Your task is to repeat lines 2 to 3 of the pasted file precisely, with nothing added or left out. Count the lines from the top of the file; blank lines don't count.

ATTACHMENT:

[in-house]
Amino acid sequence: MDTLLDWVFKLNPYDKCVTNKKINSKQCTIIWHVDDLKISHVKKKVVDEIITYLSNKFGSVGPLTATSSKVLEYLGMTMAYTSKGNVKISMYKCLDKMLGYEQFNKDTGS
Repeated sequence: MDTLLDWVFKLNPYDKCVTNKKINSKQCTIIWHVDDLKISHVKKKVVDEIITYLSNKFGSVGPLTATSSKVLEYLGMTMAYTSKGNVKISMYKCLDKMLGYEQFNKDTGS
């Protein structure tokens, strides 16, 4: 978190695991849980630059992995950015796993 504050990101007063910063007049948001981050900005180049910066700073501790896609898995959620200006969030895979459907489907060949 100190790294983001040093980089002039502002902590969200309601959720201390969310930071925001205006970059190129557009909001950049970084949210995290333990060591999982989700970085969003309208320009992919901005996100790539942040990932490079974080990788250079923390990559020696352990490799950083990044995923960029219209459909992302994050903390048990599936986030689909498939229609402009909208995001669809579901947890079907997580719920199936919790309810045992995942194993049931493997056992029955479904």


Amino acid sequence: MDTLLDWVFKLNPYDKCVTNKKINSKQCTIIWHVDDLKISHVKKKVVDEIITYLSNKFGSVGPLTATSSKVLEYLGMTMAYTSKGNVKISMYKCLDKMLGYEQFNKDTGS
Repeated sequence: MDTLLDWVFKLNPYDKCVTNKKINSKQCTIIWHVDDLKISHVKKKVVDEIITYLSNKFGSVGPLTATSSKVLEYLGMTMAYTSKGNVKISMYKCLDKMLGYEQFNKDTGS